Department of English - College of Liberal Arts - Texas A&M University Corpus Christi

Student-Centered Mentors: Meet Your Faculty

Our faculty pride themselves on developing close mentoring relationships with their students. Small, seminar-style courses with hands-on activities related to real-world issues encourage faculty and students to work together to solve today’s problems. From your first day in the program to your last, our faculty will be there to guide your research, constructively respond to your writing, and help you develop projects meaningful to your goals.

We’re invested in the culturally-relevant approaches to English Studies that matter most to you.

We believe in the Hispanic Serving Institution mission, and many of our courses engage in locally- and geographically-relevant inquiry. Where you are and where you’re from, what languages you speak, how your body signifies to others, and how the architectures of our material and digital worlds shape us are questions deeply interwoven into our courses of study. We see politically urgent issues at the heart of our examination of academic disciplines such as Applied Linguistics, American Literature, British Literature, Rhetoric and Composition, Creative Writing, and Technical and Professional Writing. Train in these disciplines with us and get so much more!

Through our unique courses, you will hone a number of key skills:

  • How to conduct literary, discursive, rhetorical, and corpus analyses
  • How to employ diverse academic methodologies
  • How to plan and execute a personal research project
  • How to plan and execute a collaborative research project
  • How to enhance public presentations
  • How to enhance your teaching and pedagogical program
  • How to write, compose, design various kinds of content
  • How to build and evolve your professional identity
  • How to craft public and professional genres

Spring 2019 Graduate Faculty

lee,-sinae.jpg Dr. Sinae Lee's research interests lie in the areas of sociolinguistics and applied linguistics, addressing the complex relations between language and society. She is mainly interested in examining the speech patterns of different groups, and how such patterns reflect and shape the social constructs. Her current projects include a) vowel variation in the Southeast Ohio, b) vowel variation in South Texas, and c) the use of creaky voice among non-native speakers of English. 
Hinojosa, Yndalecio.jpg Dr. Yndalecio Isaac Hinojosa’s research centers on intersections between Chicana Third Space Feminist Theory and Rhetoric and Composition. He is an active member in the Society for the Study of Gloria Anzaldúa, publishing two book chapters in two separate editions of El Mundo Zurdo. Most of his publications extend Anzaldúan approaches or theories to rhetoric and composition studies. His most recent work is a co-edited collection titled Bordered Writers: Latinx Identities and Literacy Practices at Hispanic-Serving Institutionsto be published by SUNY Press in 2019. This book addresses how writing program administrators and practitioners are changing the teaching of writing at Hispanic-Serving Institutions to be more inclusive and welcoming.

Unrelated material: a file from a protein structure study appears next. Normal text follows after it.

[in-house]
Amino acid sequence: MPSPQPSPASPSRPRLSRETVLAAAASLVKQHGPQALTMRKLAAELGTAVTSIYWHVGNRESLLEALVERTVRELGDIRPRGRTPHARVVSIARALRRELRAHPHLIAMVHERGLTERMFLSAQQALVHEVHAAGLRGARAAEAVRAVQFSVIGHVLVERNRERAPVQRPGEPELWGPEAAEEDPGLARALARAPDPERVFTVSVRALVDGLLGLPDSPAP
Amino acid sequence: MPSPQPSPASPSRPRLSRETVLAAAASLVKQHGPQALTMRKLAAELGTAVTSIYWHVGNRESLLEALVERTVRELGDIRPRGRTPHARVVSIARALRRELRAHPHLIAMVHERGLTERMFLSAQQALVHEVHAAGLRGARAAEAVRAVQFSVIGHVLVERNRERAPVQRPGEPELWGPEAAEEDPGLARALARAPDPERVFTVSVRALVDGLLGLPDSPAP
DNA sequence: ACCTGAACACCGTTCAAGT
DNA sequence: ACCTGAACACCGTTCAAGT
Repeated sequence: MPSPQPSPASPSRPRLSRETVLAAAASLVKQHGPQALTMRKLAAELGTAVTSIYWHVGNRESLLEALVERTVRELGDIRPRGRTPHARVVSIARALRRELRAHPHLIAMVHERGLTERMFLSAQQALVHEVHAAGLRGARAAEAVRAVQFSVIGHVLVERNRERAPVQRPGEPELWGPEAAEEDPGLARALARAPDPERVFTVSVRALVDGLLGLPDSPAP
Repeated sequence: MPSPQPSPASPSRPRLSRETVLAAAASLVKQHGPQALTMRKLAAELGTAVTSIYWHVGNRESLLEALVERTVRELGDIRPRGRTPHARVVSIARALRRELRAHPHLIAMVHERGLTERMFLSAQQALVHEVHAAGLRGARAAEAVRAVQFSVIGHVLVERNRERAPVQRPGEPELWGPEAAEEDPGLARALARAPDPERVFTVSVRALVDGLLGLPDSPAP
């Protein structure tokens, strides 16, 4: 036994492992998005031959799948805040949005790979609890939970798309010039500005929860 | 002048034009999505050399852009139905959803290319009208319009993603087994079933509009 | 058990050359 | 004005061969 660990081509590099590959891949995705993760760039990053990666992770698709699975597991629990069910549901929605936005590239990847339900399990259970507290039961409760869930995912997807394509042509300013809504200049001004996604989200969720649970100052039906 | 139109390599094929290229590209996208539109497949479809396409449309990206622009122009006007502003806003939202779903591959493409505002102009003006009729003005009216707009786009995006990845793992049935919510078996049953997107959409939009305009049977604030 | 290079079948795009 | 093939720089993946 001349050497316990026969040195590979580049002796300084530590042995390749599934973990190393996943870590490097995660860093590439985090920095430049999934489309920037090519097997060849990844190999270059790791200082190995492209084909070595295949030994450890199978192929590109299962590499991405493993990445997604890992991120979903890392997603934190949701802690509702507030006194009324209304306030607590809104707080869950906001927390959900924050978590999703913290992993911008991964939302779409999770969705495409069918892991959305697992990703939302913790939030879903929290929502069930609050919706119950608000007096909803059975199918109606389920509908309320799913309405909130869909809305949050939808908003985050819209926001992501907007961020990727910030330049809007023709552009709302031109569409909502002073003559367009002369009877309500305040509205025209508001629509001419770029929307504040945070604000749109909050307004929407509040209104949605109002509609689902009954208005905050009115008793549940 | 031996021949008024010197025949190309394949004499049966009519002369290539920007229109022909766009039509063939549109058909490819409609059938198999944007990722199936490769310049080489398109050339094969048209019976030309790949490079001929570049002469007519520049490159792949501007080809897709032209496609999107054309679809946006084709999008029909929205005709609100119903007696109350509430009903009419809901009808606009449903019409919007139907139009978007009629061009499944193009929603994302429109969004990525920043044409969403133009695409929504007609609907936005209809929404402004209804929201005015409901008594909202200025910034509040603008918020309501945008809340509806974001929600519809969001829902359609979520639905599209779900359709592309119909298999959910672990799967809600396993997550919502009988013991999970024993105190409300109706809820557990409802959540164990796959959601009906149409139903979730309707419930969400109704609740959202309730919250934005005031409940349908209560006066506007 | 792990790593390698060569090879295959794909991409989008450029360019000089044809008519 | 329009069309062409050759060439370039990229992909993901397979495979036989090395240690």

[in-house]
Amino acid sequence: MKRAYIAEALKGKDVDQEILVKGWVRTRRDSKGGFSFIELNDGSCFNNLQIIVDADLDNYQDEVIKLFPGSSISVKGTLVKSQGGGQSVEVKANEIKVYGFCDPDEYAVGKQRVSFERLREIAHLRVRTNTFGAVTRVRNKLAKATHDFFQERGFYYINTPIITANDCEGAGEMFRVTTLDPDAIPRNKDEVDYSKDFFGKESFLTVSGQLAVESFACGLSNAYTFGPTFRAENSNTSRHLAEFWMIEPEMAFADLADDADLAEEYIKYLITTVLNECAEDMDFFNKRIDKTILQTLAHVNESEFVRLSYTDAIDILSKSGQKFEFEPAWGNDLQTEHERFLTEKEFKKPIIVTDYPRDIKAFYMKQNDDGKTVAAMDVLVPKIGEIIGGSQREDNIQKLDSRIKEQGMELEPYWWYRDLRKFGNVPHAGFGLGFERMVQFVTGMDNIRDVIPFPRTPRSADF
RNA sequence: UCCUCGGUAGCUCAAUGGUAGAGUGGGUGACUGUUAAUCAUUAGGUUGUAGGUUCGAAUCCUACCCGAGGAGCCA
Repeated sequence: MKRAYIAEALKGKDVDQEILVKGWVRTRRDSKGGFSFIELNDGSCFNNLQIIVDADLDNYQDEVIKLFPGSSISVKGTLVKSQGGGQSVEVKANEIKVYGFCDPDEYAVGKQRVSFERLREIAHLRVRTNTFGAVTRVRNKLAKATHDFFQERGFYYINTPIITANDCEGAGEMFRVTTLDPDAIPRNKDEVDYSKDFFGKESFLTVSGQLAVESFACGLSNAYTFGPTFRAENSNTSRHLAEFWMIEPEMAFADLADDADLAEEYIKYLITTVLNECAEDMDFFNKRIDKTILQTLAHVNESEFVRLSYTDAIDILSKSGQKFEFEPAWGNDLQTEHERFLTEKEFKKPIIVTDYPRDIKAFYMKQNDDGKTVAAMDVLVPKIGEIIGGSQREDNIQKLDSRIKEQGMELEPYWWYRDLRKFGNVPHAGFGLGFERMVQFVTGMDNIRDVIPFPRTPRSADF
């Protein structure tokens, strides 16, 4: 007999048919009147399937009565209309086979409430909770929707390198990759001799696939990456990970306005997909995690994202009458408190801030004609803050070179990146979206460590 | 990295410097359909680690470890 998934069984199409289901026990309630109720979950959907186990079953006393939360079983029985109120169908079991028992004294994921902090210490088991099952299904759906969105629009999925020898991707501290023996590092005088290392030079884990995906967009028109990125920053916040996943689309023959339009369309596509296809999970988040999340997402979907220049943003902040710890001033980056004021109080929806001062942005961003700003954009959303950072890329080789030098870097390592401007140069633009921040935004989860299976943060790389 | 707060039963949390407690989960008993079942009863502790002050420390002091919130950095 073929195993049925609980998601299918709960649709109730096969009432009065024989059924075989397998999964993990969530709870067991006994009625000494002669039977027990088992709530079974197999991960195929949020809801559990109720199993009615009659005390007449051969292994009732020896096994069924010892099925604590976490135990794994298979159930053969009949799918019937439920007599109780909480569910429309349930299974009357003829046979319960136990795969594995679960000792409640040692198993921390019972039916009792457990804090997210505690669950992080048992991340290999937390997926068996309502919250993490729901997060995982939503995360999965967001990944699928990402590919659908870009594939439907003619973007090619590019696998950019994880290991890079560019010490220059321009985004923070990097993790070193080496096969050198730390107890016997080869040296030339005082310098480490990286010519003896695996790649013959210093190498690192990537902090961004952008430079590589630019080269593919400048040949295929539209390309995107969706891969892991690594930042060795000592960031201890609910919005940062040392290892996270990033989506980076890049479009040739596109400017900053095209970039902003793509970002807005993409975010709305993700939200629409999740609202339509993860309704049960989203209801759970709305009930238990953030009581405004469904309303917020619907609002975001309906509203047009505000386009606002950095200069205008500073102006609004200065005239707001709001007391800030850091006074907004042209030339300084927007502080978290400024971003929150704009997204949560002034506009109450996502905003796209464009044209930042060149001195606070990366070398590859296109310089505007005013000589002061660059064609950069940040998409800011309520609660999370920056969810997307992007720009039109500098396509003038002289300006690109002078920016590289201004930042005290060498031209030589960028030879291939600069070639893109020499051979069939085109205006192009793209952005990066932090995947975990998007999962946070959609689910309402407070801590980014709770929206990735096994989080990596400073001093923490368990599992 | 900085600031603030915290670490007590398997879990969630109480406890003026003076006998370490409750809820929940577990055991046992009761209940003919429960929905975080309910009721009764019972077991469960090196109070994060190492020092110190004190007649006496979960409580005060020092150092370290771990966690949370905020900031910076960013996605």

salter-sarah.jpg Dr. Sarah Salter studies 19th-Century US literature with a focus on multiethnic histories and non-normative communities. Specifically, Dr. Salter is interested in how literary and cultural texts of the 19th century imagined and presented the possibilities for diverse and often endangered collectives like migrant, African American, or queer-identified communities. Although the histories and contexts of such groups were distinctly different, they shared common elements and strategies for collective imagination and association in the face of Anglo-American nationalism and heteronormativity. Dr. Salter explores these strategies as expressed through the forms and structures of language in literary texts, historical periodicals, and archival records. 
carstensen.robin.jpg Dr. Robin Carstensen's current research and poetry explore Karankawan and other indigenous, migratory histories of the Texas Gulf Coastal region. She is co-founding senior editor of the Switchgrass Review: a Journal of Women's Health, History, and Empowerment, curating a literary space for the necessary voices among women and the LGBTQ community. Her community partnerships extend to her work as senior editor for The Windward Review, a Literary Journal of the South Texas Coastal Bend, showcasing emerging and internationally recognized writers. Her recent chapbook from Iron Horse Literary Press, In the Temple of Shining Mercy,  among her other publications, explores our intercultural border histories.

 

To learn more about specific faculty members’ pedagogies, courses, research interests, and recent projects, check out their profiles here.